Texas Fights Opioid Crisis: Fentanyl Dealers Face Murder Charges & Students Get Prevention Education

Governor Greg Abbott of Texas has signed a bill into law to combat the opioid crisis in the state. The legislation enables illegal manufacturers or distributors of fentanyl to be prosecuted for murder. The new law establishes mandatory “fentanyl poisoning awareness month” in October, where schools must provide students with information concerning fentanyl abuse prevention. The Texas Health and Human Services Commission will partner with colleges and universities to provide Narcan on campuses, which reverses opioid overdoses.

The Dallas Morning News reported on several suspected fentanyl poisonings resulting in students dying or being hospitalized. Meanwhile, some students have also overdosed on the substance on school grounds after consuming fentanyl-laced pills. The legislation Abbott signed into law mandates more education so that students receive awareness about fentanyl abuse prevention.

Collections of laws signed into law “will save lives, prosecute fentanyl deaths as murder, distribute NARCAN on college campuses,” Abbott said approvingly on Twitter.

Fentanyl is involved in more deaths of Americans below 50 than any cause of death, including homicide, cancer, and suicide, according to the U.S. Drug Enforcement Administration. 67% of over 100,000 people who died from drug overdoses and drug poisonings within a 12-month period ending in January 2022 involved synthetic opioids like fentanyl.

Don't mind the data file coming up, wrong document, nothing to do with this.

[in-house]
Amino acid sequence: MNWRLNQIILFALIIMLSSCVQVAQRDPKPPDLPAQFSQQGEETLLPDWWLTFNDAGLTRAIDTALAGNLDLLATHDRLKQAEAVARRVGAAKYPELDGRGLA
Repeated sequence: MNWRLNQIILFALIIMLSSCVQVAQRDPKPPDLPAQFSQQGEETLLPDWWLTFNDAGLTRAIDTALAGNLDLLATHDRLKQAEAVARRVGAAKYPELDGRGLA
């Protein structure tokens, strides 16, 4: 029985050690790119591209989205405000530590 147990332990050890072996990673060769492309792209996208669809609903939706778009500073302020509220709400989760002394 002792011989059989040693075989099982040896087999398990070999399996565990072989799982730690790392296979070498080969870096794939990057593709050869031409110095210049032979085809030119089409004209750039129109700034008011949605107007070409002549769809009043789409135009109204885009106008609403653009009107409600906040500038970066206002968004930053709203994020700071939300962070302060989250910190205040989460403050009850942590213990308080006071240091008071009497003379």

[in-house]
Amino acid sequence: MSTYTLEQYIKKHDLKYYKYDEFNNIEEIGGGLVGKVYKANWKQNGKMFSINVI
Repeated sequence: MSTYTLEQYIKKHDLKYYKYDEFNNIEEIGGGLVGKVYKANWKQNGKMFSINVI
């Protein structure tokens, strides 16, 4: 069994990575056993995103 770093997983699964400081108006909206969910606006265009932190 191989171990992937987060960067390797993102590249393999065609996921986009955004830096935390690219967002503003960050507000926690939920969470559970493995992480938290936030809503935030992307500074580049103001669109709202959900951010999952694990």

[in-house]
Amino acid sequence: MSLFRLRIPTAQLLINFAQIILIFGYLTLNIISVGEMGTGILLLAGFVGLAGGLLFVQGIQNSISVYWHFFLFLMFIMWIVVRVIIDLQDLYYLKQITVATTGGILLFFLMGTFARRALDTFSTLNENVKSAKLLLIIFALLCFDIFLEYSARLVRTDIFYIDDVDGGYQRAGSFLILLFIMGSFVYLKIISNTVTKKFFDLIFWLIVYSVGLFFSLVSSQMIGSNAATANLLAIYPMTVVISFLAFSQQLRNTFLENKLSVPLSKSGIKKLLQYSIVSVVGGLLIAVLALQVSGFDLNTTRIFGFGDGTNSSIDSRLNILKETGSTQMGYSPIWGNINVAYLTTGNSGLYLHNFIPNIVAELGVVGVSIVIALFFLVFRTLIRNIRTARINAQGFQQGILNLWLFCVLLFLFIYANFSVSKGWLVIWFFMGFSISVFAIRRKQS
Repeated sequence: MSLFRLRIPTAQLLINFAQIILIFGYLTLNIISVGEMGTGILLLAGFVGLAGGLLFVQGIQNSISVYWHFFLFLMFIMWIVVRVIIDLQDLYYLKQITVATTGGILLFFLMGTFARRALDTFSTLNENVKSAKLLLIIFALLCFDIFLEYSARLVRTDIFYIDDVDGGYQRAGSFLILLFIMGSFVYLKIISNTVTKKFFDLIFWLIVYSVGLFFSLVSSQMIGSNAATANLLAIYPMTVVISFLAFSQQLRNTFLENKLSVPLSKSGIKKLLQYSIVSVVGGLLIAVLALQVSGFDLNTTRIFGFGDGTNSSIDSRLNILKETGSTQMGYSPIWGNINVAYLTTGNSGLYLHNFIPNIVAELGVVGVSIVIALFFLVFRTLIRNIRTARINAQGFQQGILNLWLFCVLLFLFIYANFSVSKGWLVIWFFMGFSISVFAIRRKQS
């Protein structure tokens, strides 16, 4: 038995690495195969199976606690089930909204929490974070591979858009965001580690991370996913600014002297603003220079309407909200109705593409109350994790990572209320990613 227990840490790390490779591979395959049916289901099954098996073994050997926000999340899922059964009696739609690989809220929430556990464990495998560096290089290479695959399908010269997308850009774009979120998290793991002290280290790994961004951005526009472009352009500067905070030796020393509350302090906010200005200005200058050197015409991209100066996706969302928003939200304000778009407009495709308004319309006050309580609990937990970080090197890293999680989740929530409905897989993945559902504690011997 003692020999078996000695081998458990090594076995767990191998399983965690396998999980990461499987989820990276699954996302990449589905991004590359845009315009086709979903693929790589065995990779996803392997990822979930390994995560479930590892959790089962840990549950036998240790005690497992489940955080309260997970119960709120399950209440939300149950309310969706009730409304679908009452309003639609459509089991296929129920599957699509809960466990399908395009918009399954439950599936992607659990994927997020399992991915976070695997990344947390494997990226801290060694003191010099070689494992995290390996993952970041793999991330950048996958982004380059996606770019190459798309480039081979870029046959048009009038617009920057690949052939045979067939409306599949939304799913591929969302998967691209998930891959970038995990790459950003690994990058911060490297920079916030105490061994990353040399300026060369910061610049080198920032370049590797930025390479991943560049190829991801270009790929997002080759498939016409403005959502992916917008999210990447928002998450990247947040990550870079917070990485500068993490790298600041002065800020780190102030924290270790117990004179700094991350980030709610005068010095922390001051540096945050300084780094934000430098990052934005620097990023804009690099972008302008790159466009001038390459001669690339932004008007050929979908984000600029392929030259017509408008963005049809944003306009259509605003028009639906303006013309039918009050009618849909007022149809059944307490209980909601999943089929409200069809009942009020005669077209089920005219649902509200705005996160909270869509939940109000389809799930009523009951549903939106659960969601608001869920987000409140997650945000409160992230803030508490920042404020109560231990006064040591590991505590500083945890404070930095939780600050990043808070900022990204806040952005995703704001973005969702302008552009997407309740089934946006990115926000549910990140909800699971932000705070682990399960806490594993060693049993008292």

The governor’s office says these new laws will enact the strictest punishments in the USA for those who manufacture or distribute fentanyl. Anyone charged with possession of over 200 to 400 grams of fentanyl for delivery faces a first-degree felony with a minimum sentence of ten years. If someone is caught with more than 400 grams, they could face a 15-year minimum jail term. The penalty for manufacturing or delivering under 1 gram of fentanyl increases to a third-degree felony in this legislation. Abbott says that the legislation makes it clear that anybody who causes a death by unlawfully manufacturing or delivering fentanyl will be prosecuted for murder in Texas.

The author of H.B.6, Republican Rep. Craig Goldman, states it sends a “strong message” to those who engage in illicit activities that the consequences of their actions will be severe. The state will not accept such criminal activities that put young people at risk. With 2,000-plus individuals dying from fentanyl in Texas in 2022, these laws are significant and will help prevent future tragedies.

Written by Staff Reports

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